Rockets were first used around the mid-1200s by the Chinese.  However, they were probably more an instrument of fear than a true damaging force, much like elephants were to Alexander the Great.  In World War II, with the German Nebelwerfer and Soviet Katyusha systems, rockets added the a capability of doing physical damage to their fear aspect.  The fear of rockets lies not only in their destructive capacity, but the fact a volley of rockets lands without warning and in a relatively small area.  Modern rockets are capable of traveling hundreds of miles, or around the world if the ICBM is considered a form of rocket artillery.  Modern conventional rockets can deliver a variety of payloads and, unlike their predecessors, can deliver it with precision accuracy.

Aircraft were the earliest "super long range" form of artillery.  During WWII, bombers could travel hundreds of miles from Britain to Germany, dropping thousands of pounds of explosives on the way.  In the wars of Korea and Vietnam, radio communications allowed aircraft to coordinate with front line infantry, filling the role of artillery by bringing heavy explosives to a points on the front lines.  In this regard, aircraft may be viewed as a form of artillery.

Saturday, June 18, 2011

Odd happenings with the blog

This weeks post will be delayed.  I've received messages some of the entries on the blog which were already published were being republished throughout the week.  However, when I look, it appears to not have happened.

I'll post a little later this week to ensure this is the case after I investigate this further.

Friday, June 10, 2011

New Happenings on the Blog

Today I'm going to start a few new items which will appear on the blog.  First, I am interested in feedback, so if you enjoy reading my thoughts on a subject, please let me know: either email or comment below to let me know I'm doing it right (or wrong)!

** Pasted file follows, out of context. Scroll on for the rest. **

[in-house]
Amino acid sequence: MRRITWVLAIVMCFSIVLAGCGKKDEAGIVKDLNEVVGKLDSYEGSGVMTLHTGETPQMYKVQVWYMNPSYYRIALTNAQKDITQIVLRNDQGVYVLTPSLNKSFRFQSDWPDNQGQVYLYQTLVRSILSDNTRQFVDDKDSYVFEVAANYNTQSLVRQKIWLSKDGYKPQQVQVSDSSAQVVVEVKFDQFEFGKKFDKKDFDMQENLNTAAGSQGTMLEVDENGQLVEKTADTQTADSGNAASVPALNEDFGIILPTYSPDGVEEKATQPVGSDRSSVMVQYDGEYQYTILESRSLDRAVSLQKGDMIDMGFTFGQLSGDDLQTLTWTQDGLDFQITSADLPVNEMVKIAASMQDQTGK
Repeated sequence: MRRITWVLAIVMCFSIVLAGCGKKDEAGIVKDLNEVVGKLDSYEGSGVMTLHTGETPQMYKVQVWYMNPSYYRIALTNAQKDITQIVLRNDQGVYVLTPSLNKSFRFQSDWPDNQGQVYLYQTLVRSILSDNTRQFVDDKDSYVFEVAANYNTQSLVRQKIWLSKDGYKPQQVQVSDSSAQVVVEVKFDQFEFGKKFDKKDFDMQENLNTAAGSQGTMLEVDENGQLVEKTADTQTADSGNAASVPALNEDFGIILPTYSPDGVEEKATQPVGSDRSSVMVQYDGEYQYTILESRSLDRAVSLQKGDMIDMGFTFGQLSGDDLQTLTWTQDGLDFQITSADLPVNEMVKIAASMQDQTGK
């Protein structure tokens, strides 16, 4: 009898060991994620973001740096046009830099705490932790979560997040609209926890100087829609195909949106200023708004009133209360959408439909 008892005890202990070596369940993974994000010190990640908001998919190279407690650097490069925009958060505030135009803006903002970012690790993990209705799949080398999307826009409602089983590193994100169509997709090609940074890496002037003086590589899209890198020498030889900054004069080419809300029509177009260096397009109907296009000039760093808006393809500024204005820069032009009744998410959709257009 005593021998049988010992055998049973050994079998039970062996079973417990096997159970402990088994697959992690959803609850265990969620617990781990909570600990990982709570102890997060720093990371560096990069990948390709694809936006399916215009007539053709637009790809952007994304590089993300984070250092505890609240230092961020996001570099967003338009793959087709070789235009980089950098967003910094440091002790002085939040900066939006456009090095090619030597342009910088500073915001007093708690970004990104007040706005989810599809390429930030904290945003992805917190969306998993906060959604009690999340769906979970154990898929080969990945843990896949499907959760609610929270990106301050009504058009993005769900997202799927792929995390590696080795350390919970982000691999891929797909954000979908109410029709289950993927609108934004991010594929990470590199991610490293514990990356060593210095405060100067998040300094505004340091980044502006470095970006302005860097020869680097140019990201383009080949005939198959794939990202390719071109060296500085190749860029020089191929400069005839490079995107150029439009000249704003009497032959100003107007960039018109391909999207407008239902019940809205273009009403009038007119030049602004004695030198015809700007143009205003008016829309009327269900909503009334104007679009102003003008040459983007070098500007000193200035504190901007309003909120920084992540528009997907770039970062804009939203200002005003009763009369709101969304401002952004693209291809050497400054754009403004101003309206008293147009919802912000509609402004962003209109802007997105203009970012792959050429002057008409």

Second, a few buddies and I are going to start an "After Actions Report" portion of the blog.  The idea is we will play a game and take pictures after ever turn.  We will then write about why we made the actions we did and see how the game plays out.  I will consolidate the information and the images; posting them to the blog. These will have "AAR:" in the title to recognize them from the other blog entries.  I am still working out the posting schedule, but we hope to start this within a week or so.

Third, I'm going to start a section by section review of the "classics" of strategy and their relevance in games.  I will start with the granddaddy of them all: Sun Tzu's Art of War.  Not sure what to name this yet, but we will find out.

Lastly, I would like to add a guest submission area.  If you have an article you'd like to post on the blog and it is relevant, please email it to me.  I will credit you in the title, the label, and will post soon as possible.  Simply email me your post and I'll gladly add it to the blog site.

So, no game advice this week, just housekeeping.

Thank you!

Saturday, June 4, 2011

First Mover Advantage

First Mover Advantage (FMA) is relevant to many games, including two of the oldest games: Go and Chess.  In many cases, this can be a 'king maker' as long as the player who goes first does not make a mistake.  In other games, it greatly impacts the strategy and tactical doctrine of game development.  There are many ways to attempt to resolve FMA, but not all of them function well, and not all games can be 'fixed'.

Definition of FMA
First Mover Advantage is the inherent advantage the player who moves first in a game has over the other players and should win the game.

Severity of FMA
A game's FMA severity will differ from light to severe.  In severe games, a lesser player can beat a better player if the lesser player goes first, even if the lesser player makes some mistakes.  Light FMA games provide a slight advantage to the first player which, if the player makes a mistake, may cost them the game. Such games are more balanced, but can become tricky to find